"The Hunter region deserves a better strategy than just hoping that demand for coal will continue Indefinitely," Mr Wood said.Tony Wood, Grattan Institute
Regions such as the Hunter had an historic opportunity to become part of a multi-billion dollar export-focused manufacturing sector based on their access to renewable energy, a Grattan Institute report has found.
The Start with steel: A practical plan to support carbon workers and cut emissions report also highlights the key role of government policy in the creation of a new manufacturing industry based around clean energy.
The biggest opportunity for the Hunter was in low-emissions 'green steel', which is made by using renewable energy to extract hydrogen from water and then using the hydrogen to replace coal in the steel-making process.
"The Hunter has access to the high quality renewable energy needed to make hydrogen cost effectively. It is the hub of the NSW power grid, and can draw a mix of solar and wind energy from the north, south and west of the state," report author Tony Wood said.
"The Hunter also has the other key ingredients needed to make and ship green steel to Asia. It has the Newcastle port and, crucially, a large workforce capable of building a new export industry."
The report estimates that capturing 6.5 per cent of the global steel market would generate about $65 billion in annual export revenue and could create 25,000 manufacturing jobs in NSW and Queensland.
In addition to environmental benefits, the emergence of a green steel industry would provide opportunities for coal industry workers to proactively transition to clean energy jobs.
"The availability of these workers sets the Hunter apart from a place like the Pilbra in Western Australia. The Pilbra has renewable energy and iron ore but its workers are expensive and few in number...it makes more sense to ship iron ore to Newcastle than attract new workers to the Pilbra," Mr Wood said.
Much of the report's modelling is predicated on a gradual global decline in the demand for coal over the next decade, a scenario that some in the coal industry dispute.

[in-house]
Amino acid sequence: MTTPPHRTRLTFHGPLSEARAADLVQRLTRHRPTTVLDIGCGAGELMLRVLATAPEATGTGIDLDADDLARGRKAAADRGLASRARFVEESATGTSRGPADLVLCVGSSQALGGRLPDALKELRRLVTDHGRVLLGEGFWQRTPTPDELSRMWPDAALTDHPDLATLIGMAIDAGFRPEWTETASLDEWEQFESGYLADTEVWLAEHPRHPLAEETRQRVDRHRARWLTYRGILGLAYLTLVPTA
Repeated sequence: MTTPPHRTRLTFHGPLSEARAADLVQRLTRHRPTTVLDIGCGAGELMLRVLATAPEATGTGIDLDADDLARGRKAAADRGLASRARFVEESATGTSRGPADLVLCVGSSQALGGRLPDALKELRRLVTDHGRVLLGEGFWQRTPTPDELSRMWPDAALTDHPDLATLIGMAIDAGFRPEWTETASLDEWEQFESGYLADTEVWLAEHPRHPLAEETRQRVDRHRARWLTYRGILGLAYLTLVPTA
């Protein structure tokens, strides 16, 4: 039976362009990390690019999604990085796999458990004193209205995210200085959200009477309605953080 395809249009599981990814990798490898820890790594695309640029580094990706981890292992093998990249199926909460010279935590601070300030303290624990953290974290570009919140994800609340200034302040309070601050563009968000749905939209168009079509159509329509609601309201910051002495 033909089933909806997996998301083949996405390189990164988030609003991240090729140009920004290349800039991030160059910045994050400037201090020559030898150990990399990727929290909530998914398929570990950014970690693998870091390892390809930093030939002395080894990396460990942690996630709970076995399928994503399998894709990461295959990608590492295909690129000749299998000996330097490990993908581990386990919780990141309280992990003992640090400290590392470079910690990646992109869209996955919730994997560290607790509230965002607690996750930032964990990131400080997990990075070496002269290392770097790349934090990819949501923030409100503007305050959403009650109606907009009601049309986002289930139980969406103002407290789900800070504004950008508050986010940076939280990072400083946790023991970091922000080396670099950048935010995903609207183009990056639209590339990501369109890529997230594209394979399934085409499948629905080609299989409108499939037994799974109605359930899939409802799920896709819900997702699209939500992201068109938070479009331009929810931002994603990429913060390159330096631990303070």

The International Energy Agency's 2019 report shows coal use in China will peak in two year's time, however, it also forecasts coal consumption across south-east Asia will more than double by 2040.
Hunter MP Joel Fitzgibbon, whose electorate is dominated by coal industry jobs, said the pace of the development of green steel technology was an unknown.
"However, I suspect coking coal for steel making will be in strong demand for many years to come and the Australian coal industry will continue to supply the market with its high quality product," he said.
But the Grattan Institute argues the transition towards clean energy industries should occur sooner rather than later.
"The Hunter region deserves a better strategy than just hoping that demand for coal will continue indefinitely," Mr Wood said.
"It is possible that China and India will continue to burn our coal at record rates, as they have done for the past decade and a half. But it is also possible that they will not. We need to be ready for either outcome."
The report acknowledges that investment to create a global-scale export industry would need to come from the private sector, however, favourable government policy was also essential for creating the right conditions for this investment.
It recommends governments fund and publish pre-commercial studies of geological potential for hydrogen storage across Australia.
Federal, state and local governments could also play a role in coordinating land-use planning and regional development and by helping fossil fuel industry workers to retrain.
"For too long, adding value to Australia's energy and minerals resources and creating sustainable jobs through manufacturing and exporting have been the stuff of dreams," Mr Wood said.
"Not anymore. If we get this right, we will resolve the great climate conundrum that has stretched our political fabric for more than a decade."